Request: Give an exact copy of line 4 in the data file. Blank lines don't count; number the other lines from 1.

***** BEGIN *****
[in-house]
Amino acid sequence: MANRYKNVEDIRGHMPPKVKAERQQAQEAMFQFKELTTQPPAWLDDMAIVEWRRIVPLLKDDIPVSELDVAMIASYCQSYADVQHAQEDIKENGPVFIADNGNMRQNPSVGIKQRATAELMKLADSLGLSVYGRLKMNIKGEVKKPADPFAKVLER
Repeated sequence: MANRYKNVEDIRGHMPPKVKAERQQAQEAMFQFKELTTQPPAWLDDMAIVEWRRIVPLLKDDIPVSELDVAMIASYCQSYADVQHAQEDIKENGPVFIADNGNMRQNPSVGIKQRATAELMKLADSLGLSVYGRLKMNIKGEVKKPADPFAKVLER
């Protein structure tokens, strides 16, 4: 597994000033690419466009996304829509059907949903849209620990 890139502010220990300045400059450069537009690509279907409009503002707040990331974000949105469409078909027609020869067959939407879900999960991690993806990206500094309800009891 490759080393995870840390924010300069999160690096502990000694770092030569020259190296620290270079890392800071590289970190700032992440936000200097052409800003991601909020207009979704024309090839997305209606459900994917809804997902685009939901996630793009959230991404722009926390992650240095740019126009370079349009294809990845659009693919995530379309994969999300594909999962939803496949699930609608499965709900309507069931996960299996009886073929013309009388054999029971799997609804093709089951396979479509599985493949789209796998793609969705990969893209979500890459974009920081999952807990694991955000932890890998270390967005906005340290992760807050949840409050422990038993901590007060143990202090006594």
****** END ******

């Protein structure tokens, strides 16, 4: 597994000033690419466009996304829509059907949903849209620990 890139502010220990300045400059450069537009690509279907409009503002707040990331974000949105469409078909027609020869067959939407879900999960991690993806990206500094309800009891 490759080393995870840390924010300069999160690096502990000694770092030569020259190296620290270079890392800071590289970190700032992440936000200097052409800003991601909020207009979704024309090839997305209606459900994917809804997902685009939901996630793009959230991404722009926390992650240095740019126009370079349009294809990845659009693919995530379309994969999300594909999962939803496949699930609608499965709900309507069931996960299996009886073929013309009388054999029971799997609804093709089951396979479509599985493949789209796998793609969705990969893209979500890459974009920081999952807990694991955000932890890998270390967005906005340290992760807050949840409050422990038993901590007060143990202090006594």